These disciplines should include statistics, basic programming, product design, UX principles, behavioural psychology and storytelling.

With core discipline understanding, we can then dive deeper and start thinking about things like conversion optimization, testing, wireframing, funnel marketing, copywriting, database management and analytics manipulation.

Certainly, a large part of achieving market/fit requires top-of-the-funnel acquisition skills that need to be verifiable. Thus, there’d also need to be a layer of focus that hones in on execution skills, including but not limited to:

  • Market-fit discovery by systematically testing distribution channels
  • Full stack Ecommerce marketing to grow sales and profit
  • Building paid traffic strategies that acquire customers at a profit
  • Building conversion funnels that reduce acquisition costs while increasing lifetime value
  • Building and executing content strategies that gain new prospects and build relationships
  • Optimization & Testing to diagnose opportunities and test solutions that help squeeze more profit out of existing traffic
  • Developing organic search strategies that will stand the test of time
  • Crafting email campaigns that get delivered opened and clicked
  • Building growth models that map out weekly execution focus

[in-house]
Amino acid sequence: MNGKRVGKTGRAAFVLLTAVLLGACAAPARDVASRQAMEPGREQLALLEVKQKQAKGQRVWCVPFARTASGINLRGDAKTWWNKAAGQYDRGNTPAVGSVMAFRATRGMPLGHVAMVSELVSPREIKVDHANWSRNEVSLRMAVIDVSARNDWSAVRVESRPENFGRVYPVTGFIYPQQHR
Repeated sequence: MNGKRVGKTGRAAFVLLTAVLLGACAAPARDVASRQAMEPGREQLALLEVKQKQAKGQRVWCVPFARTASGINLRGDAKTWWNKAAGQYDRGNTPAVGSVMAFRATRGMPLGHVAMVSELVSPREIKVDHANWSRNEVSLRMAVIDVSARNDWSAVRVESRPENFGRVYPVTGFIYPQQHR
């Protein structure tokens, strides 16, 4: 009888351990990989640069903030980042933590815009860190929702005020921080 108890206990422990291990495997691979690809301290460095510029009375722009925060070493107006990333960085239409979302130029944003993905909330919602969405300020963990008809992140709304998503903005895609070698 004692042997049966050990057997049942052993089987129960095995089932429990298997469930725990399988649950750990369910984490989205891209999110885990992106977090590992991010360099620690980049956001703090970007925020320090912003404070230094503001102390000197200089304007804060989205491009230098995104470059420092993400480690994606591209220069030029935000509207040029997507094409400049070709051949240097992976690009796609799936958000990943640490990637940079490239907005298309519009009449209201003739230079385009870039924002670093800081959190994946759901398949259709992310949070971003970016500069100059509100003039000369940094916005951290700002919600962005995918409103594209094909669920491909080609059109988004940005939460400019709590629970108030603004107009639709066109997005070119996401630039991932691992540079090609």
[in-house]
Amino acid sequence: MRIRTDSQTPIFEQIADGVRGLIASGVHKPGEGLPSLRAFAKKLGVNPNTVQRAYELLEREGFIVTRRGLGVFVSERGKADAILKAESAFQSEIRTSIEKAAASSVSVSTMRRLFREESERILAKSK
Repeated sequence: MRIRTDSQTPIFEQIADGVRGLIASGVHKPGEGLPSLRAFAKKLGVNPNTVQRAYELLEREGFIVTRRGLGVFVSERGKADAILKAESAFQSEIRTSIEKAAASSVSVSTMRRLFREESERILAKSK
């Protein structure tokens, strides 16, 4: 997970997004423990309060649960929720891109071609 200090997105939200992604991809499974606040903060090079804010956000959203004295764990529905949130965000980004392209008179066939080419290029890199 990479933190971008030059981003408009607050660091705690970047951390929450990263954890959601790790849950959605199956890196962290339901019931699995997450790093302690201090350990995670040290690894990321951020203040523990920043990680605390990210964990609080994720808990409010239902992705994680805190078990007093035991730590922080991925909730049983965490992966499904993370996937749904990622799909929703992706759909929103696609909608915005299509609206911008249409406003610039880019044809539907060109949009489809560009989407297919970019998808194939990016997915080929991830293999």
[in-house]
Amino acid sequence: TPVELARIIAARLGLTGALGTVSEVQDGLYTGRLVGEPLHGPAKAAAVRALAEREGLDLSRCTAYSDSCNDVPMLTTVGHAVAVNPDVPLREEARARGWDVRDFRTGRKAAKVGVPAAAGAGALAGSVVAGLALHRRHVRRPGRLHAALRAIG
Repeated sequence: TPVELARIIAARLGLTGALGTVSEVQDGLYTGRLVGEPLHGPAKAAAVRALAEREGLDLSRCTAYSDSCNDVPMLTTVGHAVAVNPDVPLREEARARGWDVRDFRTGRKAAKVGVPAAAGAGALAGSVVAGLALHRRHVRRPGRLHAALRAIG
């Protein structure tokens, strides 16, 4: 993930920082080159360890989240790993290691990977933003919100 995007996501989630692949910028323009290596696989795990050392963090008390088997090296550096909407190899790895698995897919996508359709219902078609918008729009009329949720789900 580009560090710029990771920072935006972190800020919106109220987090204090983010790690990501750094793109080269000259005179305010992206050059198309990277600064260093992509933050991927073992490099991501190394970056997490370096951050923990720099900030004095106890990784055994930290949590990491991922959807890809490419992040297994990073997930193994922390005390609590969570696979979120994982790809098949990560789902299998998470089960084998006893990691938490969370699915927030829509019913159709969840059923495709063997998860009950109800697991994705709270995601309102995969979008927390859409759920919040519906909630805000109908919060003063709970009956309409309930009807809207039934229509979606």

• Using funnel data & analytics to develop clear and focused KPI dashboards

But importantly, the curriculum would open the eyes of its students to influencing performance under the acquisition layer, notably introducing growth engineering playbooks that identify, test and implement high-lift product iterations designed to:

  • boost user activation;
  • increase monthly and daily use retention;
  • generate user referrals; and
  • improve core revenue metrics.

The goal of the “Growth Bootcamp” would be to transfer working knowledge on a wide variety of growth disciplines while taking the time to identify paths to building expertise in any given core skill.

The point isn’t to graduate a bunch of jack of all trades.

The goal is to graduate core discipline specialists that can be called upon by specific startups looking to solve specific problems.

It will be up to graduates to keep up and continue expanding the depth of expertise across the disciplines taught throughout the curriculum so that they may access a broader range of opportunities.

Assuming you’re interested in building yourself as a growth marketer, how would you rate your personal level of interest in participating in such a growth bootcamp?

There’s a lot of interest from startups to send their own employees to the camp, so the spacing would be pretty limited.

Pricing would be about $2,500/head for the entire curriculum on-site at a location TBD, certification and startup placement. We’d probably also offer spots without on-site attendance, certification and startup placement at around $500/head.